I was fortunate enough to be able to train with Mike Pannone of CTT Solutions recently. (Check out a couple of AARs of his Covert Carry class here and here.) Taking that class made me reconsider many things that I have encountered in training… in large measure, I have almost returned full circle to my initial training with Tom Givens at Rangemaster in Memphis circa 1997. (For those that may not know, as of January 2015, 62 out of 65 of Tom Givens’ students have thus far prevailed and won gunfights! The three that didn’t “win” their confrontations were unarmed at the time. If I recall correctly, Givens teaches a quick side step while drawing and use of the sights with a two handed grip when possible.)

Now, I’ve never shot anybody, and I hope I never have to. But I acknowledge and prepare for the possibility because I carry a gun on a daily basis. So, with the caveat that I am forever a student with malleable opinions, here are my current conclusions on fighting with a pistol…

I believe that we will instinctively move towards what we perceive as safety when threatened, even if it’s behind us. Despite the fact that I backpedaled into a support column during a force on force class, I still believe that backwards movement is a natural and even likely outcome. Had I backed away correctly, with my center of gravity forward, I probably wouldn’t have hit my head and fallen. No matter which direction, move! Then shoot! Or move AND shoot! Repeat as necessary! However, you must also acknowledge that movement incurs a time penalty. Use movement to your advantage rather than to your detriment!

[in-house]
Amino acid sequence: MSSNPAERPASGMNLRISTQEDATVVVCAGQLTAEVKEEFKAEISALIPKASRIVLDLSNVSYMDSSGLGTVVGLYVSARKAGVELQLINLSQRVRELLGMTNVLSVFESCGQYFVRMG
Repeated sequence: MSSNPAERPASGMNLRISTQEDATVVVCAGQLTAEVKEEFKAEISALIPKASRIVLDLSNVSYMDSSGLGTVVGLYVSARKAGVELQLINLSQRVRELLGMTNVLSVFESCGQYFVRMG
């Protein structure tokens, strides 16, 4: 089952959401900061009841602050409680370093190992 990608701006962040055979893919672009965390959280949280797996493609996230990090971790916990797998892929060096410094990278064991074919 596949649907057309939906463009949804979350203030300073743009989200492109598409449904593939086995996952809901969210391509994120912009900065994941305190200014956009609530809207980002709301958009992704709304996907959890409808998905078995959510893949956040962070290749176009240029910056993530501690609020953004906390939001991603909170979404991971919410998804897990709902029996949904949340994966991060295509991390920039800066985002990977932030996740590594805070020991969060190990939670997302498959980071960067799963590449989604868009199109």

Squaring to the threat with movement allows for natural body mechanics to be employed to our advantage! Paraphrasing from Pannone’s class, squaring to the threat allows you to effectively point shoot from retention as the horizontal deviation of your shots is minimized. The vertical displacement is less important, as the centerline of the body provides for a lot of vital targets. Note that this is primarily a reactive technique meant for very close threats. Squaring up to take the hit in football is the typical example here, although I never played football, so I can’t quite relate… The other example is to look at how you square up and plant your body when you anticipate being shoved.

Weapon accessibility and a fast draw are absolutely vital. No matter which defensive gunfight we examine, those that didn’t have their guns or couldn’t reach their guns were typically the ones that lost.

Surgical accuracy is an important ideal, both from the standpoint of quickly and effectively neutralizing your target, as well as minimizing the threat to noninvolved parties. Train to always use your sights to increase your ability to make effective hits.

The conclusions above are my current opinions on point shooting, sighted fire, and shooting while moving in the context of a reactive gunfight. Much of the above may be merely moot semantics. I’m not going to tell you that shooting while moving isn’t possible, since I’ve successfully done it in training. I’m also not going to say that your sights are always necessary. What I will say is that training is invaluable, movement is a good thing, and that you should train to use your sights whenever possible. Invariably, when I have truly needed to make the shot count, slowing down and focusing on an adequate sight picture has yielded the desired results, even under time pressure. Indeed, misses are decidedly counterproductive to the desired result, whether in combat or in competition. Learn the fundamentals of marksmanship and learn to use your sights! You will probably need them to be truly effective with a pistol!

As always, comments are welcome and encouraged! Be polite, be professional, and start a conversation!

2 thoughts on “Sighted Fire, Point Shooting, and Movement…